The departing E63 AMG with 518 horsepower and 516 pound-feet of torque from its M157 5.5-liter biturbo V8 hasn't exactly been poorly received. It isn't as crisp as, nor as pleasantly evil as its C63 AMG kid brother, but we generally accept that the heavier and larger car will always feel, well, heavier and larger.
As part of the 2014 E-class mid-cycle redesign, Affalterbach decided to give its E63 AMG more power and torque for the occasion. The base car now gives off 550 hp and 531 lb-ft, while the hotter S version I tested (formerly the AMG Performance Pack) produces 577 hp and 590 lb-ft. The other big novelty is that E63 sedans will be available with both rear- and all-wheel drive, while all US-spec E63 wagons will be 4Matic equipped.
- All S-trimmed AMGs come standard with 4Matic all-wheel drive, as well as an AMG-specific 4Matic clutch pack integrated neatly to the rear of the 7G-Tronic gearbox housing. This unit really alters the game of the E63.
- While the pumped-up standard E63 with rear-wheel drive now reels off 0-60 runs in an estimated 4.2 seconds, this E63 S with AMG 4Matic can straight-line to 60 mph in just 3.6. Compared to the non-S E63, this S rips it up at low revs when urged.
- Not much has been altered for the chassis and suspension layout, so the ride and handling on the 19-inch Pirelli PZero treads – 255/35 front, 285/30 rear – and AMG sport suspension is entirely familiar. Merc knows how to coddle me Euro-style, even in an AMG model.
- Things do get pretty hardcore due to the constant fore/aft torque split percentages of 33/67 via the AMG-specific 4Matic. (Non-AMG 4Matic E-Class models run a default 45/55 split, and it varies depending on road and driving conditions.)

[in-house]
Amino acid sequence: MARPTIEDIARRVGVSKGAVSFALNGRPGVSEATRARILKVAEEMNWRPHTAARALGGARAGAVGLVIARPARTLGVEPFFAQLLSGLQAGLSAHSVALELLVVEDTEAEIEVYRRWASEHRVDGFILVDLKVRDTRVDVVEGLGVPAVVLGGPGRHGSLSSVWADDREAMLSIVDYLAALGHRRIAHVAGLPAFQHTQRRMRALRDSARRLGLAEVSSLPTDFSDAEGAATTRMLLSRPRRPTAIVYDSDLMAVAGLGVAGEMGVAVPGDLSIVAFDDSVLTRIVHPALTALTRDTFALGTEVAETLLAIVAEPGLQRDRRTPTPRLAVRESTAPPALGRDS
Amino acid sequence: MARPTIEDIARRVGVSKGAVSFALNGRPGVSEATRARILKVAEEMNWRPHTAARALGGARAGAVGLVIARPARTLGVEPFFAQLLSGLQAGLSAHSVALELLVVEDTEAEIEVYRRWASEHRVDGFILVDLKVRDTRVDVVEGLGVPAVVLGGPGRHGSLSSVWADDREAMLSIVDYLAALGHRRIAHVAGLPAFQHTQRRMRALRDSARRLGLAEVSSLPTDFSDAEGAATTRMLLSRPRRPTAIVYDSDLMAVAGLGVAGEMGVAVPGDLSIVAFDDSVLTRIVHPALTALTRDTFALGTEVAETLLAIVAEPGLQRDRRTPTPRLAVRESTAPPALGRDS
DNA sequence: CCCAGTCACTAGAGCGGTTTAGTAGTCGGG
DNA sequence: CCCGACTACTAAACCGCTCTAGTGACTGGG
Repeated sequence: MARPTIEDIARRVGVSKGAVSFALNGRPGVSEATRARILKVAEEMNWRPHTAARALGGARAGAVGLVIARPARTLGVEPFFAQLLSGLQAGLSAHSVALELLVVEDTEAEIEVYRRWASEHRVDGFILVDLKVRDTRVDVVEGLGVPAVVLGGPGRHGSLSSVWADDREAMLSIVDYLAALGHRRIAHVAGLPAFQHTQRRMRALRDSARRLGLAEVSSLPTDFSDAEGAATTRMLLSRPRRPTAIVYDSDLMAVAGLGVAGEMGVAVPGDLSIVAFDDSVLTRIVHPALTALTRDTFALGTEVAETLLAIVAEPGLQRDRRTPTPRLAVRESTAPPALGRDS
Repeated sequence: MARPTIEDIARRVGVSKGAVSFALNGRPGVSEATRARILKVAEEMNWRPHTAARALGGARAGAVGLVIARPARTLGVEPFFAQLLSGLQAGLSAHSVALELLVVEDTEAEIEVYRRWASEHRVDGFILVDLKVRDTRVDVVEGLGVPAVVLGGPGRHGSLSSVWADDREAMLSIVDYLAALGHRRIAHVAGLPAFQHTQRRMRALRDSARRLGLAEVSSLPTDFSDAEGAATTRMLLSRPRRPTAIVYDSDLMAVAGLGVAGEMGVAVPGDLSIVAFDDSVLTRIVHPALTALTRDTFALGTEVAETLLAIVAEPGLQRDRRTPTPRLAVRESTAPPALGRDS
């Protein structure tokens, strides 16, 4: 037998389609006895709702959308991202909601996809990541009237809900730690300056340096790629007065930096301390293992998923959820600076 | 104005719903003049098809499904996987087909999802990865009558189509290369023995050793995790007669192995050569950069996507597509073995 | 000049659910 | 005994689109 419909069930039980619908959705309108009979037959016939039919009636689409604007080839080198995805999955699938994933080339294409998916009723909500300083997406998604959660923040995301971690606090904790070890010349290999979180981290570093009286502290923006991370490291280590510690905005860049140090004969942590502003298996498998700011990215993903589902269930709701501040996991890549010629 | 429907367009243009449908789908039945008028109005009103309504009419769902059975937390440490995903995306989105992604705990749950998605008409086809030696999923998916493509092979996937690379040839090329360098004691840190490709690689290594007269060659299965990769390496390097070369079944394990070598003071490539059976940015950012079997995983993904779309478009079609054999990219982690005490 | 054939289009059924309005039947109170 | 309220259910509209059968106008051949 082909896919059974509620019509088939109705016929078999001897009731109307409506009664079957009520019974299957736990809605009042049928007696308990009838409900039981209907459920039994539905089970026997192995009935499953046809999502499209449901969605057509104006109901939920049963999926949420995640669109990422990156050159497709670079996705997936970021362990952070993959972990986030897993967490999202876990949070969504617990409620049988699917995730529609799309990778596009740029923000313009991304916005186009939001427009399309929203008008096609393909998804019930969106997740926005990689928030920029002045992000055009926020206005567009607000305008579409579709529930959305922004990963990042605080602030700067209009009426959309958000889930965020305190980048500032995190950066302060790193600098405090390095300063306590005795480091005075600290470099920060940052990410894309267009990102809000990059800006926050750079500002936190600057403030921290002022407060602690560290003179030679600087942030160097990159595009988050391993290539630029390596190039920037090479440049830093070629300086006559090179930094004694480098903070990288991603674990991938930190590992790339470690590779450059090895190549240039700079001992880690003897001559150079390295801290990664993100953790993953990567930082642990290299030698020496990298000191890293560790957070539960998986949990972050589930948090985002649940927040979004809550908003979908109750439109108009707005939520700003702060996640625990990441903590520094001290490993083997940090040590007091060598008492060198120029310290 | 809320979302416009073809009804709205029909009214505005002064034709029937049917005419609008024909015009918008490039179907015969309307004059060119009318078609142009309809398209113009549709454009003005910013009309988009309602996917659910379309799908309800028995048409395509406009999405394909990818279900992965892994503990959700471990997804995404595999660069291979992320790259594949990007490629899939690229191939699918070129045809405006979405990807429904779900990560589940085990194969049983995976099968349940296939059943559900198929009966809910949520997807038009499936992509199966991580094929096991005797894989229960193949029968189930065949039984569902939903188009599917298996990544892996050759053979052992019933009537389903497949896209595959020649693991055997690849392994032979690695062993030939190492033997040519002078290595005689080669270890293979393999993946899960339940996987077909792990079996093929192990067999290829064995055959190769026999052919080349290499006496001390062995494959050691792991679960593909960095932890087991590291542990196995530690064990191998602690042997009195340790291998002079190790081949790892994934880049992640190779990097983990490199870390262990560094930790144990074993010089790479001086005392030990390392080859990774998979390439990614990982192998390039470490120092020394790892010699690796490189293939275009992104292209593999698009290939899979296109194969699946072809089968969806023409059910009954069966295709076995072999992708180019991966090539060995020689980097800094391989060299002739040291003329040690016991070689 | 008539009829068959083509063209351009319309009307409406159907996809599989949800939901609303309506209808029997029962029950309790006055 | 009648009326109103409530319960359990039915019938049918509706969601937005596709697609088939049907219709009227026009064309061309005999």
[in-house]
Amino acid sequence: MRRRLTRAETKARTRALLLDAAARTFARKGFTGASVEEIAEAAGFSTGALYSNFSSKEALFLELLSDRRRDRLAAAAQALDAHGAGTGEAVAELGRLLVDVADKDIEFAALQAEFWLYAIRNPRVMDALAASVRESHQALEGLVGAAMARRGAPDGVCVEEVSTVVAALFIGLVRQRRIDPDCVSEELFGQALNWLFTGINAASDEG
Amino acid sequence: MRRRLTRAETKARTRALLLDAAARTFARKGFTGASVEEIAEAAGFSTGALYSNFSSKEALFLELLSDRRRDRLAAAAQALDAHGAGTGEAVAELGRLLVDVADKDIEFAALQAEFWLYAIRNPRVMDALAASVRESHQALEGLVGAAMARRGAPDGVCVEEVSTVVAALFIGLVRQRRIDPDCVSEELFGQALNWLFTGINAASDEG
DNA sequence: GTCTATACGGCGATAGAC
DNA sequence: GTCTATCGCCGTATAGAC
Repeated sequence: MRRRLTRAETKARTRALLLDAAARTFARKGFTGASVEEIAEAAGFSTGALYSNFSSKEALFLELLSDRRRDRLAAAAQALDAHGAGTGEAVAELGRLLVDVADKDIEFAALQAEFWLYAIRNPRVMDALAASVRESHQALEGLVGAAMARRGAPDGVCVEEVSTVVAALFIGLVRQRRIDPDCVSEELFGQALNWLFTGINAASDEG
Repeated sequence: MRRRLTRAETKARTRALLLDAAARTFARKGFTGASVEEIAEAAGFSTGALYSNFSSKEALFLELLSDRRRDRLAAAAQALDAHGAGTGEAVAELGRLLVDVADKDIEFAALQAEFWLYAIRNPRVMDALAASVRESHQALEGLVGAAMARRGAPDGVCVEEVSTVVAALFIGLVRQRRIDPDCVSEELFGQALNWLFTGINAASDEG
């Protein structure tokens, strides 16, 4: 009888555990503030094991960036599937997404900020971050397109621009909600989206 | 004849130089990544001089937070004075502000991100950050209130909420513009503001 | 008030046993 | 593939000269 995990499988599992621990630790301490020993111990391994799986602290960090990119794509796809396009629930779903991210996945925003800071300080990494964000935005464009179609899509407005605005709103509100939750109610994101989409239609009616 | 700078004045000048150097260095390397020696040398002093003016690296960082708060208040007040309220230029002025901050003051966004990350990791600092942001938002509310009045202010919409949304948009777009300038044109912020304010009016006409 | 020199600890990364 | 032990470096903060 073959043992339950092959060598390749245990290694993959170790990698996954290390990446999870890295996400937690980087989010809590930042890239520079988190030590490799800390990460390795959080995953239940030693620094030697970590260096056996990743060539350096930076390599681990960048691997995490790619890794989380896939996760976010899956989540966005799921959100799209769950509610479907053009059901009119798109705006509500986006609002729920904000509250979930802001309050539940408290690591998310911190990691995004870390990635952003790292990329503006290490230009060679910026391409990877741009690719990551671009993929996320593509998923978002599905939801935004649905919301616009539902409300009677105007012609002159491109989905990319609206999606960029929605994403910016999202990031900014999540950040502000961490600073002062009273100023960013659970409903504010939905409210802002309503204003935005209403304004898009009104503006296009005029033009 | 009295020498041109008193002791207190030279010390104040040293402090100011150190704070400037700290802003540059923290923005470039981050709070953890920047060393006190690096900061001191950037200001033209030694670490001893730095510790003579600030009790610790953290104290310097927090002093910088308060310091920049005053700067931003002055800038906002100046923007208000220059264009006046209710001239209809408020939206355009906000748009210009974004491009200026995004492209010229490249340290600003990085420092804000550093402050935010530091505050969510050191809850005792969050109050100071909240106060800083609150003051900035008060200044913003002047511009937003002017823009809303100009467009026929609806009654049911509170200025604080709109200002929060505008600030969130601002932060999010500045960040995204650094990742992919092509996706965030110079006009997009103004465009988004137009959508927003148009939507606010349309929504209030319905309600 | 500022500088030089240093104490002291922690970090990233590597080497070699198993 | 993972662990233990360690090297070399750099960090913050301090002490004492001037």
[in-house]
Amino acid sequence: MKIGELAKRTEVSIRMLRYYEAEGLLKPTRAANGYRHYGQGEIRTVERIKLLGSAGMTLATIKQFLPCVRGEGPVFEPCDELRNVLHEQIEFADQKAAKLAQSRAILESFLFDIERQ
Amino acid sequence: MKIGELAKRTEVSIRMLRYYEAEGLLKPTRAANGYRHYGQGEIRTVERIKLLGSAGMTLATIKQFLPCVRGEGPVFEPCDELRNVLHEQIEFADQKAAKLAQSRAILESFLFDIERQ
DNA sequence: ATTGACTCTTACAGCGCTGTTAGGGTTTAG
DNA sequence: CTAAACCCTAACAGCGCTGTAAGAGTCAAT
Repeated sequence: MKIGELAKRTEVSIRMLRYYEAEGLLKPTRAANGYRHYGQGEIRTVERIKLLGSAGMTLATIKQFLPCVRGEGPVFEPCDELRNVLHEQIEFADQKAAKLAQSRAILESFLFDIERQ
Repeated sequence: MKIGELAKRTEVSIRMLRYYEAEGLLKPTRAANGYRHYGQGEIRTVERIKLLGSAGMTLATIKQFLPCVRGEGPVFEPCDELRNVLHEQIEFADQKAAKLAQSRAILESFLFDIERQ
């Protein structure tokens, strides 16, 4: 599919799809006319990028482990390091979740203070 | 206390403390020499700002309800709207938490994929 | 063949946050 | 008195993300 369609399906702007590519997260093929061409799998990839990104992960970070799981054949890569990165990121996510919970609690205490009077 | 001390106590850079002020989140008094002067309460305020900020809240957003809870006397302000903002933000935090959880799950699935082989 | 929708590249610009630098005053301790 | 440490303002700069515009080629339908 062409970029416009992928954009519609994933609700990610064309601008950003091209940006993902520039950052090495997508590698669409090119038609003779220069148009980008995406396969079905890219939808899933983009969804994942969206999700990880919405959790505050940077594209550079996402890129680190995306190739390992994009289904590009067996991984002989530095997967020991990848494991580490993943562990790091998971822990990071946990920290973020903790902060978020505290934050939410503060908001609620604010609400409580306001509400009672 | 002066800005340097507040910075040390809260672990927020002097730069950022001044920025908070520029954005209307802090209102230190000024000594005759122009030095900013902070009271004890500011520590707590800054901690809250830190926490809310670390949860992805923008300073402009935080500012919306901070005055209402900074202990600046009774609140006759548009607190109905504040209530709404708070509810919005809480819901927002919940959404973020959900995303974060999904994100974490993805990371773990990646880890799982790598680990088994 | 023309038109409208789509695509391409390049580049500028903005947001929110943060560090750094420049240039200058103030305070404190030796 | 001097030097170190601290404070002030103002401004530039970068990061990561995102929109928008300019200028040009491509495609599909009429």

- Along with a completely new front axle to accommodate 4Matic and a more aggressive front wheel camber, there is a quicker 14.0:1 steering ratio versus standard E-class models at 17.4:1. The more hardcore AMG setup is programmed to be 25 percent heavier feeling than the Sport settings of the series car.
- The steering action while driving along those Spanish curves was impressive, assisted by the rear axle mechanical differential lock that is standard on S models. This, coupled with the throttle's newfound urgency, makes for a far more aggressive E-class AMG than I've ever experienced. It's almost more along the lines of a C63 Black Series, honestly, yet more predictable at the hardest speeds.
- The few tunnels that I shot through were perfect opportunities to shamelessly downshift and listen to the four-tip sport exhaust with the windows cranked down. (See our Short Cut video below.) The twin turbos make for a lower 6,500-rpm redline, but the rumble is as good as what we've come to expect from anything wearing an AMG badge.
- My only trouble came from the AMG Speedshift version of the 7G-Tronic semi-automatic transmission. In Sport Plus or Manual modes, this transmission as programmed is awkward at times. The trouble is the ultra-conservative settings for upshifts, downshifts, and throttle response when called upon to punch hard from low speeds or in transitions. It is reassuring that Benz promises they are working hard on exactly this issue.
- All of the redesigned E-class AMG models will arrive in August, and while Mercedes-Benz USA does not yet have exact pricing to announce, the rear-wheel-drive sedan should not vary greatly from its current price of $89,800 due to "current sensitivities in the marketplace." Adding 4Matic to the sedan and wagon (current base price $92,400) should set you back around $3,500. Want the S version in 4Matic sedan or wagon flavor? Be prepared for a further $15,000 hit.